Anything Is Possible, by Elizabeth Strout. With this book, Strout returns to the form she so successfully employed in Olive Kittredge--creating a set of interlinked narratives about individuals with a connection to a central character, in this case Lucy Barton, one of the few Amgash, Illinois, residents who has "escaped" and become successful (but not without scars). The stories are sad, funny, and ultimately redemptive.
Lincoln in the Bardo, by George Saunders. Saunders' novel won the Mann Booker and made more "best books of 2017" lists (22!) than any other book this year. It's innovative in form and content--Willie Lincoln, son of President and Mrs. Lincoln dies and, after the funeral, the President visits the crypt where his body lies as an entire community of dead but not departed spirits observe, comment, and attempt to influence; interspersed with the story are accounts of historical events constructed from primary sources. It's odd and enthralling.
Honorable Mention: A House among the Trees, by Julia Glass; Station Eleven, by Emily St. John Mandel; The Diamond Age, by Neal Stephenson (for a newcomer to science fiction, I feel it would be presumptuous for me to have a "Best of Science Fiction/Speculative Fiction" category, but the latter two books would be on it if I did have such a category!)
Best Short Stories
The Refugees, by Viet Thanh Nguyen. I didn't read that many short story collections this year, but this one would be worthy of a "best of" designation even if I had read dozens. The stories depict the lives of refugees from Vietnam, including struggles unique to their experience as well as universal human challenges. Nguyen just received a MacArthur fellowship and I have no trouble granting that he deserves the genius designation often associated with that award.
You Don't Have to Say You Love Me, by Sherman Alexie. This memoir combining prose and poetry and featuring a complex structure is filled with rage, pain, love, and humor. I thought it was fantastic.
Honorable Mention: Light the Dark, edited by Joe Fassler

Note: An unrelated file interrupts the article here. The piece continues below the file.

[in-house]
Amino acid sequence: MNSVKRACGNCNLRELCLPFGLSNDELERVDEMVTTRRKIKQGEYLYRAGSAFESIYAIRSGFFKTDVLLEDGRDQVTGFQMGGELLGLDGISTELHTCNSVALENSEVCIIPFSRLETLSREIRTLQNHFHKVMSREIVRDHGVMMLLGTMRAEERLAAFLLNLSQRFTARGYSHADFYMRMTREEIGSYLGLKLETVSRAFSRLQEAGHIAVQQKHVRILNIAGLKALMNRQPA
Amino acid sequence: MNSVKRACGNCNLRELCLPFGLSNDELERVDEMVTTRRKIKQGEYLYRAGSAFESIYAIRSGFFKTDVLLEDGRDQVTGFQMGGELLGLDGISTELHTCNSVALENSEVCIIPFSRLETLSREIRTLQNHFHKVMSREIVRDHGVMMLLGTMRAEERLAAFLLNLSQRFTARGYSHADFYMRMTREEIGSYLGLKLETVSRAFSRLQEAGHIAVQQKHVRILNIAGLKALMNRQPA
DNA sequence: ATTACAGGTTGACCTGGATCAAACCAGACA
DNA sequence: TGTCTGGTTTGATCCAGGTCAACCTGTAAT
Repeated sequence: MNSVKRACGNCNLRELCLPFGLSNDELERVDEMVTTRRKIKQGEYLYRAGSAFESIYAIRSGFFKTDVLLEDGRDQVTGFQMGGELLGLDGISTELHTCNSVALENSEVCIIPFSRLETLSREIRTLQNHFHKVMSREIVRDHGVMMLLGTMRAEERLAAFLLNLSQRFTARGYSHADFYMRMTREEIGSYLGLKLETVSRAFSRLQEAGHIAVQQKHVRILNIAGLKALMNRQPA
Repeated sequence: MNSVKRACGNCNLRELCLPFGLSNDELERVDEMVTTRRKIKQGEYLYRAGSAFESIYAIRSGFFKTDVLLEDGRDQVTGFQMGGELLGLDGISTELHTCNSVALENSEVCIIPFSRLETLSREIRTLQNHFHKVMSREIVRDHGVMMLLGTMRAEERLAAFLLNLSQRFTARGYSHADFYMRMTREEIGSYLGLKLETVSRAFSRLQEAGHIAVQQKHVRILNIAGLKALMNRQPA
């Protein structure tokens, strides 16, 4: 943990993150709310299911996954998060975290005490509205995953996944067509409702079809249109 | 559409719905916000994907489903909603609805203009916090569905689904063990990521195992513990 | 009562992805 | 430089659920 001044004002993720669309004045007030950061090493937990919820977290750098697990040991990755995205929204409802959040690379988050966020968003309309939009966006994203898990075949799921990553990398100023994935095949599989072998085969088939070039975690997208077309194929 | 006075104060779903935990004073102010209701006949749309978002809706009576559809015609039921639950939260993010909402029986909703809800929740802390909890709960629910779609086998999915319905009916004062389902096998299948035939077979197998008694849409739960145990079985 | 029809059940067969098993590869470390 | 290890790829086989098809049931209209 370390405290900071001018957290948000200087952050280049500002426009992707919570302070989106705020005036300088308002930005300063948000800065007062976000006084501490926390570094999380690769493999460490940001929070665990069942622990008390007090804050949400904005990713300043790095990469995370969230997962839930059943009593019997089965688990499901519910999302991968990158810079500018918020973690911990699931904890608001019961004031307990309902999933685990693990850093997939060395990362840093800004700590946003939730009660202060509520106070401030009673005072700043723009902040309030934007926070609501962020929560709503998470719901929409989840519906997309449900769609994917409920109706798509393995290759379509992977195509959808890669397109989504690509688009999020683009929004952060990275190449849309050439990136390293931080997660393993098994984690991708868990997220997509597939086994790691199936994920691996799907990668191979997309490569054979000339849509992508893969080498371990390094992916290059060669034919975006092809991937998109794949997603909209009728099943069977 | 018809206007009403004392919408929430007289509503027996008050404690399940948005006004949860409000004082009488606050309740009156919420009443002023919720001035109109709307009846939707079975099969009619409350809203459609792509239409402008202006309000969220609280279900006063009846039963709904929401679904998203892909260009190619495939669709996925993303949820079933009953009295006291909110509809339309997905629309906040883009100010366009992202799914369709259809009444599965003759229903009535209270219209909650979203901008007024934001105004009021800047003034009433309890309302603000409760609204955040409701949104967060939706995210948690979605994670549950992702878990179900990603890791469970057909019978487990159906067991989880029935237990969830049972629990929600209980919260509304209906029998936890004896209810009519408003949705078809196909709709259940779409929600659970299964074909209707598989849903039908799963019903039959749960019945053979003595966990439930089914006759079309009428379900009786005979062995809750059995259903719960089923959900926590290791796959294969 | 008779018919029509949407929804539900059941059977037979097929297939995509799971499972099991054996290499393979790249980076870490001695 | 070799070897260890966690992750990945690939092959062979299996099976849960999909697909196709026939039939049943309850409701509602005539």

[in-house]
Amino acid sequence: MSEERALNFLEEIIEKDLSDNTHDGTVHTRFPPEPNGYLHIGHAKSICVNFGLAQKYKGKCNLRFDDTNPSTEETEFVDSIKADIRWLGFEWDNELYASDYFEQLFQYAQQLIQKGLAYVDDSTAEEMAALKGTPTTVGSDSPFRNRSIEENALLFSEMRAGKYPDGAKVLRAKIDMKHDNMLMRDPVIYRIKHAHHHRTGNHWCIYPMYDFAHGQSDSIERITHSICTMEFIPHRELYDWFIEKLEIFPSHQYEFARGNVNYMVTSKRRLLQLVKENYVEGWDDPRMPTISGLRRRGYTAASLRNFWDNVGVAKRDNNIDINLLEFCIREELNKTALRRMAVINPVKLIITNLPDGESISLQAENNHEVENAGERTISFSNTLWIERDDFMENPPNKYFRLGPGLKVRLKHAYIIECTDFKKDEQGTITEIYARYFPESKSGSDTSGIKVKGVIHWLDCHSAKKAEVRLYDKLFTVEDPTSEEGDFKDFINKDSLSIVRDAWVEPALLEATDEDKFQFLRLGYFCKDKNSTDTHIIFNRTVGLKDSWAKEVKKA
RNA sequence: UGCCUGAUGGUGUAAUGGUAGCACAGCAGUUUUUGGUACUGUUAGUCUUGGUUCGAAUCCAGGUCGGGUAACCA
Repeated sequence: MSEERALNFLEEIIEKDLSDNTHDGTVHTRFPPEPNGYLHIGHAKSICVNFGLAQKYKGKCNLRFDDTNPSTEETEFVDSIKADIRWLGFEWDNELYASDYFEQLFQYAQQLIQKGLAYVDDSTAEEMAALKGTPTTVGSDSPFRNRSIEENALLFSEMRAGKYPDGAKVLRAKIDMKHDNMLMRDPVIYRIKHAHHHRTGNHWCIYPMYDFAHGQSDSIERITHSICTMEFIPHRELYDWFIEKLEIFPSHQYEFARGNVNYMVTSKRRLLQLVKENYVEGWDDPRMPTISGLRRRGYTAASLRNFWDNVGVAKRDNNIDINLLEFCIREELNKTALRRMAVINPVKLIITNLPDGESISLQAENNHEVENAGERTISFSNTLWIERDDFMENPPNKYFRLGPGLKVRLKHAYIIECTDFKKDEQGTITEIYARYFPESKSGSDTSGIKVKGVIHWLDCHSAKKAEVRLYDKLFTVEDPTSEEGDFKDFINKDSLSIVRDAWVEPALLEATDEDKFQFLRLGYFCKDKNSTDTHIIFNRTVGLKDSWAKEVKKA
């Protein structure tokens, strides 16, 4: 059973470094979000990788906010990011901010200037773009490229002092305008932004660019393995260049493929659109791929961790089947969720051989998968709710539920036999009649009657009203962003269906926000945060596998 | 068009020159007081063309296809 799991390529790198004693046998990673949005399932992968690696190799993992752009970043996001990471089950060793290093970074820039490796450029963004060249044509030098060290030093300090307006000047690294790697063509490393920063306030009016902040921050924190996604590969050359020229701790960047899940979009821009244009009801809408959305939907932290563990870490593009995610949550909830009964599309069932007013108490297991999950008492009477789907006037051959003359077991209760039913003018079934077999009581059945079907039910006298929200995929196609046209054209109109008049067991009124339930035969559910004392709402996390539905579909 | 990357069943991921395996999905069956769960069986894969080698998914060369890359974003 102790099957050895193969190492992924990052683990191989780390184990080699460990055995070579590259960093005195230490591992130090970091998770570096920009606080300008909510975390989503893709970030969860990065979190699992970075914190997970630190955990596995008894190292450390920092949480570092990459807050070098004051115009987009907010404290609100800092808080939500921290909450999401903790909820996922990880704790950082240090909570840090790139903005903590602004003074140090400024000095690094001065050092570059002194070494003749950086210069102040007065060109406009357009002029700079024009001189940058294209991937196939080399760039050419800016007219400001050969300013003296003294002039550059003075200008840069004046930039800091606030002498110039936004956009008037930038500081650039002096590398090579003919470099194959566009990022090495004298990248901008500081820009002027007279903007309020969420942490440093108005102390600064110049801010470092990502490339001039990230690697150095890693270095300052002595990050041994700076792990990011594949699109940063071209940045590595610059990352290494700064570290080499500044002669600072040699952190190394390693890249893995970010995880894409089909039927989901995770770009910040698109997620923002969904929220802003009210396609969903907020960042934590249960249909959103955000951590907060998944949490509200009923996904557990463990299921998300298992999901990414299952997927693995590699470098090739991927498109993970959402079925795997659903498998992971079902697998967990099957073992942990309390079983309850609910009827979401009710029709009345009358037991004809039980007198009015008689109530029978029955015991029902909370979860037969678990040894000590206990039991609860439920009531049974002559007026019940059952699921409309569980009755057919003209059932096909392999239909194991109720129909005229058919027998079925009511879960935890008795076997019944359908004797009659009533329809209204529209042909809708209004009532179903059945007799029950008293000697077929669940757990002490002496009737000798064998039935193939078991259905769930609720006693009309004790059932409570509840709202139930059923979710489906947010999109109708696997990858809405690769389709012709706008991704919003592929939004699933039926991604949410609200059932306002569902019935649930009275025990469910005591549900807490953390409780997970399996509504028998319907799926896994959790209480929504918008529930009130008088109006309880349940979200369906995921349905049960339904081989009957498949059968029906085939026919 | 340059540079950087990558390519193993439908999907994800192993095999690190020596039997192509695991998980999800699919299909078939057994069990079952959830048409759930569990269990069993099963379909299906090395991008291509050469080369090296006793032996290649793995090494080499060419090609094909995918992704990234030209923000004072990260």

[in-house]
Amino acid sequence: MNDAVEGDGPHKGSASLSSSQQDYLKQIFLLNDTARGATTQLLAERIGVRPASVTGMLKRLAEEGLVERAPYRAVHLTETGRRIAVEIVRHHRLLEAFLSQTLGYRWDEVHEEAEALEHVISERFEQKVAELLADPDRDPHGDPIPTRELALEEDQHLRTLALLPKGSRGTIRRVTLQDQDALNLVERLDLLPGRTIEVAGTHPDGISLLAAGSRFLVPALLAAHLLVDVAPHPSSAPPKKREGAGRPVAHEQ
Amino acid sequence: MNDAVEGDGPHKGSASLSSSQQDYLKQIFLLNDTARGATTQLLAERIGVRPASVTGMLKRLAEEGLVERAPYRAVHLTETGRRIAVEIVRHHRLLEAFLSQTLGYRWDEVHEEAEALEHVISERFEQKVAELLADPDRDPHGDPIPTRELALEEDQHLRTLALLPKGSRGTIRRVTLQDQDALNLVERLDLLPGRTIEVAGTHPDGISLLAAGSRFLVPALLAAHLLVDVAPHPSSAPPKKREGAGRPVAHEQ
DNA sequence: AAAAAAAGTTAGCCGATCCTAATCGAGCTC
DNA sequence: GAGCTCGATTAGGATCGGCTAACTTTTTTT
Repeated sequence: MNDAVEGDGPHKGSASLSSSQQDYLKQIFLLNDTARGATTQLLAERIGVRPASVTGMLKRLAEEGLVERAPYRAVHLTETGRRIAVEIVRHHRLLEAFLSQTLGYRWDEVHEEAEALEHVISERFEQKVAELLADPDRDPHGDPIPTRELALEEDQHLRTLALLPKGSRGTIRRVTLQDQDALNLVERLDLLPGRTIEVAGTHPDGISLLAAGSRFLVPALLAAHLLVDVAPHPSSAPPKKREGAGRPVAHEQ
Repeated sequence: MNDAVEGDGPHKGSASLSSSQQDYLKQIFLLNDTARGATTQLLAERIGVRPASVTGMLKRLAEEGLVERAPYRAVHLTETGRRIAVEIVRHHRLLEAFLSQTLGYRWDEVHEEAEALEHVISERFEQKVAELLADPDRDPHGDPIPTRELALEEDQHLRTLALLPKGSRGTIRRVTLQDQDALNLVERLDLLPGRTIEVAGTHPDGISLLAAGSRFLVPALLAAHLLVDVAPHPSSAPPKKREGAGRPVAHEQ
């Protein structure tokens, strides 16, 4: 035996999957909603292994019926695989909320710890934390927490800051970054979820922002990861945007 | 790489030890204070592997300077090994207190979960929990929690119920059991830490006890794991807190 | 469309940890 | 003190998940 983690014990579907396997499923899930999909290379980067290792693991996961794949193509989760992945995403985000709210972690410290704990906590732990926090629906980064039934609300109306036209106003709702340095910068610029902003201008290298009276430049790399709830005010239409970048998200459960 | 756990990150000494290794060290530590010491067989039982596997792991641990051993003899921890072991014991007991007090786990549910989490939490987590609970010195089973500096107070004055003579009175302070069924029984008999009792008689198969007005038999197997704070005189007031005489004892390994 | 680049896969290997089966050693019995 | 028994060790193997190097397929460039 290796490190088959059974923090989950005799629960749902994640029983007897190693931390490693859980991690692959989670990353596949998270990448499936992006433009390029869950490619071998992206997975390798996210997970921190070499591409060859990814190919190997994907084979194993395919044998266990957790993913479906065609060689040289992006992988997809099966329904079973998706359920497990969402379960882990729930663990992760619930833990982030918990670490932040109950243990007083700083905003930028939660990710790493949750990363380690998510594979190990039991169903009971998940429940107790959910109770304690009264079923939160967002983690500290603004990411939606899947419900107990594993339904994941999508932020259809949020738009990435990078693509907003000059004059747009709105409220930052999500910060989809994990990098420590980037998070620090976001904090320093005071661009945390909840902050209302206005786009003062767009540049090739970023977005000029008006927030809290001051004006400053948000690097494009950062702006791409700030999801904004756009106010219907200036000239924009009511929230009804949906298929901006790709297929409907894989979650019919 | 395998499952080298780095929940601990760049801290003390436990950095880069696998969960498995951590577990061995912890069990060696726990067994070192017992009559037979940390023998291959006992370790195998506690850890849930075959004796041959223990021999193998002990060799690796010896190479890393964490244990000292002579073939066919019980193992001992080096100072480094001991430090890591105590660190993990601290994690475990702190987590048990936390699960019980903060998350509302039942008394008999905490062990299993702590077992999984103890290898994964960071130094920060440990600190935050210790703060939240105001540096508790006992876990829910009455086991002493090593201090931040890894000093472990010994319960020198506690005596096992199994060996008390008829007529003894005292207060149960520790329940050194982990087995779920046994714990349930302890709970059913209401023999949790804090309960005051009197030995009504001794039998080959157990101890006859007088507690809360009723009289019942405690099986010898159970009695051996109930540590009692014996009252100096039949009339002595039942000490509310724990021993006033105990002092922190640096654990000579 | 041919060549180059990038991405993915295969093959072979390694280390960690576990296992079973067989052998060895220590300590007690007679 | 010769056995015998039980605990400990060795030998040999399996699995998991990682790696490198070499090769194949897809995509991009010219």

Surprisingly (for me), I read a number of memoirs that I admired this year. They included: Hourglass: Time, Memory, Marriage, by Danie Shapiro; Society's Child, by Janis Ian; Hunger, by Roxane Gay; The Bright Hour, by Nina Riggs; Brain on Fire, by Susan Cahalan; and Giant of the Senate, by Al Franken (yes, I am sad just typing this).
Last year, a lot of my favorite quotes were about truth. This year my theme seemed to be writing and story--maybe it's a sign I'll be writing a novel in 2018 (ha!).
I think it demonstrates why we need poetry, why we need songs--to say the things tha can only be expressed in this kind of elegant, inexplicable way. Things that, if you could explain them straightforwardly, you wouldn't have to have poetry, you wouldn't have to have songs.
Jeff Tweedy, quoted in Light the Dark
It is supposed that a writer writes what he knows about and knows well. It is not necessarily so. A writer's subject may just as well, if nor more likely, be what he writer longs for and dreams about, in an unquenchable dream, in lush detail and harsh honesty.
Mary Oliver, Upstream
She thought how for years onstage she had used the image of walking up the dirt road holding her father's hand, the snow-covered fields spread around them, the woods in the distance, joy spilling through her--how she had used this scene to have tears immediately come to her eyes, for the happiness of it, and the loss of it. And now she wondered if it had even happened, if the road had ever been narrow and dirt, if her father had ever held her hand and said that his family was the most important thing to him.
Elizabeth Strout, Anything Is Possible